A clearly arranged introduction to all forms and variations of the English language.
Nnehitpitothuihdronjfemtyouovvheuorweppt - Would you have thought that this is English? Textile pirates in the region of Guangxi produced this text of the English slogan 'Never put off till tomorrow what you can do today. Let's sport!', originally written on a sports jacket made in Hongkong.
Not all examples are as extreme as this one, but many a world traveller has come across the experience: There is not only one English language but several of them. Next to English English, there are in Great Britain, in the former colonies in Asia, Africa, America and the Pacific region dozens of idioms that have moved away from school English a great deal.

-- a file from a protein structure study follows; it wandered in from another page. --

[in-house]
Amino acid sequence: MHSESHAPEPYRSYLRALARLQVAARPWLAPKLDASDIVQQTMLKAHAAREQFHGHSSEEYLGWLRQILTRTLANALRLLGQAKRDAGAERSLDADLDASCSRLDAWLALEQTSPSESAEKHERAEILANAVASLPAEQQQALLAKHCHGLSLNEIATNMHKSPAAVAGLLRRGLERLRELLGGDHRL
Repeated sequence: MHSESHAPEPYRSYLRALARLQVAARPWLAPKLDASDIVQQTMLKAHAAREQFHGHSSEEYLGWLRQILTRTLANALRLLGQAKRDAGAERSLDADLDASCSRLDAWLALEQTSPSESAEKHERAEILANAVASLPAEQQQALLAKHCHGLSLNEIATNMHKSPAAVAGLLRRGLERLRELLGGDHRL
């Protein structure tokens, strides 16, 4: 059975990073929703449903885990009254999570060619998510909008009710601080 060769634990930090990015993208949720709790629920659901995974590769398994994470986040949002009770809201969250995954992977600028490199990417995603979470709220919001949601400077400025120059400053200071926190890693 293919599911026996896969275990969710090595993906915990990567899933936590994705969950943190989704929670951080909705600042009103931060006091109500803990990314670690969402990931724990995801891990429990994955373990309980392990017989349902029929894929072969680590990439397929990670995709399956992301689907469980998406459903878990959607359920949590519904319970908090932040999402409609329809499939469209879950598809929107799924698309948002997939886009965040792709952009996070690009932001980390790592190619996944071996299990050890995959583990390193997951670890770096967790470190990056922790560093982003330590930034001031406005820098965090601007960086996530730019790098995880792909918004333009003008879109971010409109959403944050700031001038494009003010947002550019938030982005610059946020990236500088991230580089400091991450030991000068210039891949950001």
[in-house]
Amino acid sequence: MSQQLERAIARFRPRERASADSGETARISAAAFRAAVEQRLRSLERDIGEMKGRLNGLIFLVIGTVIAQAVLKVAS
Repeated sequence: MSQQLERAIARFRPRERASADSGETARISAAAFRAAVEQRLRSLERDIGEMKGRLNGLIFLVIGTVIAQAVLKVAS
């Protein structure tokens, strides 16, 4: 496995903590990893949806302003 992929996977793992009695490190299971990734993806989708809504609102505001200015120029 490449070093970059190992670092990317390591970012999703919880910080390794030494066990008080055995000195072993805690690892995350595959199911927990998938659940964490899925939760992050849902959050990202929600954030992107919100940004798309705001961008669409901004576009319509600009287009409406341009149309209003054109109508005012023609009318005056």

Via coloured charts and maps, the authors explain which peoples have left their traces in the English language, how Modern English emerged from Old (Anglo-Saxon) English, what characteristics Irish and Scottish English have, why Prince Philip is the ‚man bilong kwin' in Tok Pisin in New Guinea, how Bislama, the official language of Vanuatu and lingua franca of Oceania originated from Sandalwood English, and who, in Australia, speaks General Australian, Cultivated Australian and Broad Australian.